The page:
In a secondary controversy the Australian Federal Police on May 14 issued a denial that the Queens head had been found in home of a right wing militia member who had infiltrated the computer and communications sections of the Defence Department and possessed an arsenal of weapons.

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Lead Figures (Games and Art)

I was thinking about writing a series of blog post about the tangible art of games, the board and pieces used in play. The art associated with games; painted models, artwork in games and cosplay. The intersection of art and gaming culture is on the rarely examined edge of visual arts apart from when an exhibition of video games comes to ACMI to remind the public. (I have written about games before see my post on De Blob video game that hardly anyone has read.)

Then I learnt that David A. Trampier had died; if you have played AD&D then you will be familiar with his illustrations.

I emailed Mark Morrison, he was my first AD&D DM and now works in the games industry writing and teaching about designing games. I also told Mark Morrison about Sword & Dowkery’s blog post on Bruegel’s The Triumph of Death and lead/tin miniature figures based on the skeleton party in the painting.

When we were teenagers we used to paint the 25mm white metal figures. White metal, is a lead/tin alloy; little lead figures goes back to the ancient Romans but there are health concerns about them now. Skeletons were easy to paint, black in the shadows and white highlights on the bones. The quality of the model figures were amazing and the best of these figures were made by Citadel Miniatures in England. There are plenty of notes to the history of these tiny sculptures, known as miniatures.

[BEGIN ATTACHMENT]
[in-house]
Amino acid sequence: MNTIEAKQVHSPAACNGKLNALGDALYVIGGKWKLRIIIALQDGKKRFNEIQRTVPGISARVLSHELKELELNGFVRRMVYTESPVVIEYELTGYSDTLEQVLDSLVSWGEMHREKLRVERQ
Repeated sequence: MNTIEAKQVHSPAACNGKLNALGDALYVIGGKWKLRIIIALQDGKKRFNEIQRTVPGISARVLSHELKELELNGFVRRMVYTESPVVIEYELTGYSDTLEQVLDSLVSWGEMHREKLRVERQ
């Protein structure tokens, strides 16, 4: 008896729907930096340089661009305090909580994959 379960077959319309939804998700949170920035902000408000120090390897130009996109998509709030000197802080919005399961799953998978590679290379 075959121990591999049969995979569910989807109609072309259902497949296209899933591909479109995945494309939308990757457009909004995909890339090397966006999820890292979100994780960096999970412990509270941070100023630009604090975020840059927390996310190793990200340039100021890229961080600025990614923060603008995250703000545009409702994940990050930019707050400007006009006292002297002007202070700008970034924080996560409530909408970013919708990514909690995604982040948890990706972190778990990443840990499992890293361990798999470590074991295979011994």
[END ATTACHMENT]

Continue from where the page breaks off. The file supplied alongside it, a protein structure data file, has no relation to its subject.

Soldiers doing ablutions survive at the Munich Toy Museum

Soldiers doing ablutions survive at the Munich Toy Museum

Some notable sculptors have made dioramas with model figures, the Chapman Brothers, and closer to home, Daniel Dorell, among many contemporary artists. Web Gilbert and Leslie Bowles, who were both familiar with making much larger war memorials, made dioramas for the Australian War Memorial in Canberra; Web Gilbert did the Mathew Flinders memorial near Flinders Street and Bowles made the General Monash Memorial in Kings Domain, Melbourne. Frank Lynch and Wallace Anderson are two more sculptors who also made dioramas for the Australian War Memorial.

The ancient greeks had professional painters who specialised in painting sculptures to give it a life-like appearance. Painting the figures, background and models for the War Memorial dioramas went to another set of artists; Louis McCubbin did the original painting but they have since been retouched and repainted by other artists.

These war dioramas can be controversial; Peter Hofschröer, Wellington’s Smallest Victory (Faber and Faber, London, 2004) is a small book about a small matter of Napoleonic war history. Hofschröer’s detailed research into the Wellington’s insistence on an alteration to Lieutenant Siborn’s Large Waterlooo Model makes his book an exciting read. Siborn’s Large Waterlooo Model is 400 square feet and has hand painted 75,000 10mm white metal figures.

So to all the people painting readymade cast figures, to all my readers with Warhammer armies; remember that you are still doing what can legitimately be called art.

Early Martian army

Early Martian army at the Munich Toy Museum